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Doug Orth | Archive | Email |
Staff Writer

NFL Draft Fantasy Recap: Round 3

NFL Draft3.04 OAK – TE Clive Walford

Walford didn't play football until his senior year of high school, which suggests he isn't come anywhere close to reaching his ceiling yet. With this selection, Oakland now has Amari Cooper and Walford as its likely go-to options for Derek Carr by the end of this season (as opposed to James Jones and Mychal Rivera). Walford has a chance to be this draft's most complete tight end and give the Raiders a downfield threat at a position where that quality is fairly hard to come by. As with most rookie tight ends, not much should be expected in Year 1, so his redraft value is low. In dynasty, he should be a solid early-to-mid second-rounder.

3.05 SEA – WR Tyler Lockett

After addressing their need for a dominant receiver with the Jimmy Graham trade, the Seahawks select a player that may be the best slot receiver in this draft (although he is not limited to inside work). Lockett stands only 5-9, but creates incredible separation and is not afraid to work the middle of the field. Lockett is a very good route-runner and will be able to hit more than a few big plays with Russell Wilson's ability to extend plays. Despite all his positives, Lockett is a late-round redraft prospect at best and profiles as a late second-round pick at best in rookie drafts.

3.06 HOU – WR Jaelen Strong

An absolute steal that could have easily been a first-round, Strong is a nice mix of Anquan Boldin and Alshon Jeffery. The Arizona State standout doesn't play quite as fast as he times and is reportedly dealing with a wrist injury, but the Texans have to be thrilled to get him to fill the void left behind by Andre Johnson's release. Strong has WR1 upside in the real game, although he'll likely settle in as a long-term WR2 with DeAndre Hopkins establishing himself as the main threat in the passing game. While Strong has an outside shot to be a low-end fantasy WR3 in redraft leagues this year, he should probably be considered a WR4 given the Texans' quarterback situation. In rookie drafts, he should be a very good option at the end of the first round.

3.09 ATL – RB Tevin Coleman

Coleman wasn't going to be a great fit for a lot of teams because he doesn't possess much power or elusiveness for a 205-pounder, but Atlanta was one of the few exceptions. New OC Kyle Shanahan usually knows exactly what he wants in his running backs and the Indiana standout makes a ton of sense as a one-cut runner that is one of the best big-play backs in the draft. It should be an interesting battle to see whether Coleman or 2014 draft Devonta Freeman claims the starting job because the winner of that competition could easily be a fantasy RB2 in 2015. As Shanahan's hand-picked selection, the early odds favor Coleman. As a result, he is at worst a flex option that warrants a fourth- or fifth-round pick in early redraft leagues and worthy of a mid-to-late first-round pick in rookie drafts.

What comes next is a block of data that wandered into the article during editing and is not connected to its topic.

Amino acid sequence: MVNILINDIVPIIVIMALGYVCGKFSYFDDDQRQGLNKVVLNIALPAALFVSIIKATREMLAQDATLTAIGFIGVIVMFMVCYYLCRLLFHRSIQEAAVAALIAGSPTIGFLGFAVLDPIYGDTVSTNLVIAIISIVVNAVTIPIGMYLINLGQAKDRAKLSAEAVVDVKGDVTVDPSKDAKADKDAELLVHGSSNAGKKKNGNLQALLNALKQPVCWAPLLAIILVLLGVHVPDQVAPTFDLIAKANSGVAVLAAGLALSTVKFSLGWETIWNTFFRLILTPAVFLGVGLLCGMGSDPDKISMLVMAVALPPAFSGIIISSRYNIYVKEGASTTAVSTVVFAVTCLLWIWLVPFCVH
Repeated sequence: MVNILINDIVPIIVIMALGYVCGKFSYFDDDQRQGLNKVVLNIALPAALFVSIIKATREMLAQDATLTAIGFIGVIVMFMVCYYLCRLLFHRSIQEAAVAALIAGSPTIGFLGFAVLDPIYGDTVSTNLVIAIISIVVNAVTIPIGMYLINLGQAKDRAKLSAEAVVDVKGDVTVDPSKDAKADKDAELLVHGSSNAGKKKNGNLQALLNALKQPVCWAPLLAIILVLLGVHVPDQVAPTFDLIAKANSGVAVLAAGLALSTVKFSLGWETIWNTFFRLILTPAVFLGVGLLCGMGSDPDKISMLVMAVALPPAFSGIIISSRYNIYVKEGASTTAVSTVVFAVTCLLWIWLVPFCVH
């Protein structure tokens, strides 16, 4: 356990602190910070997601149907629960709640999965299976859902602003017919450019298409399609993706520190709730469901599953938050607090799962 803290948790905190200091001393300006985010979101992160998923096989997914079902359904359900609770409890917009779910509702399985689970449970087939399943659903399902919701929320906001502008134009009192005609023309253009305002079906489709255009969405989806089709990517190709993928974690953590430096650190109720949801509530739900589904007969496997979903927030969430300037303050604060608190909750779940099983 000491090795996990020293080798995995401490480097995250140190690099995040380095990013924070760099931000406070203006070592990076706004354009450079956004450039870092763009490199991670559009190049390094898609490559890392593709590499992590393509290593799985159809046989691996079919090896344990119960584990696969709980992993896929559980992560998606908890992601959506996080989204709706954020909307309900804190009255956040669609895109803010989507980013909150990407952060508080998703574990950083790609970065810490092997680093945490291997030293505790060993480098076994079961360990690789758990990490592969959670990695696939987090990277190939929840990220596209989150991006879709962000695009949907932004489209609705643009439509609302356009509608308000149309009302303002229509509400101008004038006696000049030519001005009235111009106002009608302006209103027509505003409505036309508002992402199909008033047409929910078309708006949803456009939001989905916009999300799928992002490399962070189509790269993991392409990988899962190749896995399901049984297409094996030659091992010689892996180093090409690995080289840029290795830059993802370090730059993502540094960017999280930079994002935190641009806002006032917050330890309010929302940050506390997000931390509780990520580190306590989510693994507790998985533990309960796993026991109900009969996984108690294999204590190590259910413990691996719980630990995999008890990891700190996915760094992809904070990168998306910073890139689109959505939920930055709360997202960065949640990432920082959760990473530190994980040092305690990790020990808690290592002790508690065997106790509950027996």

3.12 KC – WR Chris Conley

It often seems as if the Chiefs are using a different draft board than every other team; despite great size (6-2, 210), Conley struggles mightily catching the ball. With that said, Conley's combine numbers alone pretty much thrust him into the third round and, if there is a block of clay that a team like Kansas City wants to take some time to develop, there aren't many better choices that were still available than Conley, who should be able to deliver big plays on the few occasions Alex Smith goes deep. For the time being, Conley can be left undrafted in redraft leagues and should be considered a third-rounder in rookie drafts.

3.13 CLE – RB Duke Johnson

One of the most elusive backs in this draft, Johnson finds one of the worst landing spots for his immediate fantasy value. Isaiah Crowell is at least as talented as Johnson and more suited for a heavy workload as a bigger back, meaning the leading rusher in the history of the "U" will begin his NFL career as a change-of-pace back. There's a solid chance Johnson can quickly work his way into a Giovani Bernard role (with Crowell playing the role of Jeremy Hill), but it is impossible to say if the Browns can have anywhere near the same success the Bengals did using that approach with Josh McCown and/or Johnny Manziel as their quarterback and virtually no other threats in the passing game. Based on talent alone, Johnson warrants a mid-round (7th-10th) pick in redraft leagues as the likely handcuff to Crowell and a late first-round pick in rookie drafts.

3.21 CIN – TE Tyler Kroft